About Feature 1

John Wilson Simpson (1892-1896)

Henry Smith

Marietta's fifth president came directly from his pulpit at Walnut Hills Congregational Church in Cincinnati full of ideas on how to expand the educational frontier of the College and promote its offerings to potential students.

Dr. John Wilson Simpson took office in 1892, after the Board of Trustees spent a year searching for the new president. Preceding his arrival, unfortunately, were financial and social issues that overshadowed his many accomplishments during his four-year tenure.

"President Simpson took hold of college activities with great vigor and a decided advance was made in many ways during his administration," wrote English Professor Arthur Beach in his 1935 book, "A Pioneer College."

Some of those changes included creating a museum out of one of the rooms in Alumni Hall, refurbishing the literary society halls, and upgrading and enlarging the science labs. Simpson's tenure also oversaw the increase of elective courses being offered and pushed for better results in the classroom.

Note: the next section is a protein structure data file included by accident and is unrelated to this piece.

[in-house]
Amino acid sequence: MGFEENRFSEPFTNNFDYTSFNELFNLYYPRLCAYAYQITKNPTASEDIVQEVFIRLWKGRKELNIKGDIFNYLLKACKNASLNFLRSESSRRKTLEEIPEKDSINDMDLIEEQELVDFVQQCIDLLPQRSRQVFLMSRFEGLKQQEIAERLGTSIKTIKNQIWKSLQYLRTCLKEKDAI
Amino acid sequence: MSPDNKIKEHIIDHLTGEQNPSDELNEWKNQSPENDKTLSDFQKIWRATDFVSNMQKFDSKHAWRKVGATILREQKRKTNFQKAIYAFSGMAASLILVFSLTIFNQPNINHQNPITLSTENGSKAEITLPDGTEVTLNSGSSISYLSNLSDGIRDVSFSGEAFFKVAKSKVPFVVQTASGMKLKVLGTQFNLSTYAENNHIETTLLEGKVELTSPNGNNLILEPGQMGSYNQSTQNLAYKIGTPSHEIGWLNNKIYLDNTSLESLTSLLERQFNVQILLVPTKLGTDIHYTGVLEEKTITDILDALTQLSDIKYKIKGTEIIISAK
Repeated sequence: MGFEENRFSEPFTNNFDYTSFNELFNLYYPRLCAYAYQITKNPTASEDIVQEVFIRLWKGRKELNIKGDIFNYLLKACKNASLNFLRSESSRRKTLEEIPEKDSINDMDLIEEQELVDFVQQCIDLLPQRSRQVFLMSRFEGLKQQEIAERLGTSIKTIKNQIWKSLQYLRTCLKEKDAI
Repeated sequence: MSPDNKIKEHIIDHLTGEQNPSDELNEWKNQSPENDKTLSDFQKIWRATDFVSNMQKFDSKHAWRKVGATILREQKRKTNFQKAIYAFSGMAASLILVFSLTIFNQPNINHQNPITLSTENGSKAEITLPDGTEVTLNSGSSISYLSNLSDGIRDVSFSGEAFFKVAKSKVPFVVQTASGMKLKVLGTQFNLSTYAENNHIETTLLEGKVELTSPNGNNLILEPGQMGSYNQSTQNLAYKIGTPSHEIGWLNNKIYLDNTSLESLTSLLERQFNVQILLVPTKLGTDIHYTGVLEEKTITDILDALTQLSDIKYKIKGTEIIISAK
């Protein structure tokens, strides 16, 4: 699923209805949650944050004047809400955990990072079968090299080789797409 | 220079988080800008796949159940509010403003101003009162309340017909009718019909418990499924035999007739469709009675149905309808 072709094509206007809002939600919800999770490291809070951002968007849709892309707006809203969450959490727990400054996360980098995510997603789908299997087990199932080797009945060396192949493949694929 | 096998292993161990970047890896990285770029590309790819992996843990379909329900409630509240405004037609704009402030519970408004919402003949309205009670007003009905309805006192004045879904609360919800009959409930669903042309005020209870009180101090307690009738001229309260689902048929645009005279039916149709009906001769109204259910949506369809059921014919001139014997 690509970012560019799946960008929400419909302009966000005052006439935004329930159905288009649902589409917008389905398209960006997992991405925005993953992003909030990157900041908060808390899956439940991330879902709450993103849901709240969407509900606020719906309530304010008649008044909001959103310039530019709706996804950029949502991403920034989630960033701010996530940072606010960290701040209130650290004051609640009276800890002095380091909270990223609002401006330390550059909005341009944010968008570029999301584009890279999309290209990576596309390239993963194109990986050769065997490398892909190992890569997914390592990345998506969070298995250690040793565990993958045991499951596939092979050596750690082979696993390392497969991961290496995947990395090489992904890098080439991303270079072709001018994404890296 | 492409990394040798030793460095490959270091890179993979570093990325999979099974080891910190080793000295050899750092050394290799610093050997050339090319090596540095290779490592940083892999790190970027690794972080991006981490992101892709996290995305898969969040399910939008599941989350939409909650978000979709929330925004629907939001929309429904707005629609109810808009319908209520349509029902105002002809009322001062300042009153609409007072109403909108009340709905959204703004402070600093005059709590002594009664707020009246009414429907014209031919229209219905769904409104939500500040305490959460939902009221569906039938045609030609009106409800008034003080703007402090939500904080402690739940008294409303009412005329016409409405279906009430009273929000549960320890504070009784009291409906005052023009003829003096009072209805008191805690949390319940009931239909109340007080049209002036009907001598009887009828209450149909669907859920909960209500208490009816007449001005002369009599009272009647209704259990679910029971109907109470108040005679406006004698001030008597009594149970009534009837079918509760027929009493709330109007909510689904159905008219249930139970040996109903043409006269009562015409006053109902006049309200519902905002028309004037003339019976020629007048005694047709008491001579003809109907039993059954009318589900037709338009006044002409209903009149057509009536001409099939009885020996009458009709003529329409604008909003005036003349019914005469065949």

"But this expansion was accompanied by financial difficulties, so that by 1896 the College faced a serious situation," Beach wrote. "It had accumulated a large floating debt and severe retrenchment was necessary as well as heroic efforts to secure additional endowment."

Also on Simpson's plate was a long-running issue regarding women in pursuit of higher education.

In 1893, Marietta College took over the Elizabeth College, a college for women located at Fourth and Putnam streets. This move resulted in The Marietta College for Women, which, rather than being a co-educational system, was a coordinate education plan that allowed the women to use the main library and to be taught by some of the faculty. The class of 1895 consisted of 13 men and two women. Two years later, women's college closed and Marietta College began accepting women to the main campus. It was a change that Simpson did not witness, as he had resigned the year before the women's college closed to pursue a career in insurance.

"Though brief [Simpson's administration] brought many changes; notably the enlargement of the Science Department; the wider and more persistent and varied advertising of the College's creation of the office of dean, the employment of a stenographer, and the introduction of intercollegiate football," wrote Joseph H. Chamberlin, who was appointed the College's first dean in 1894 and who served as interim president for four years after Simpson's resignation.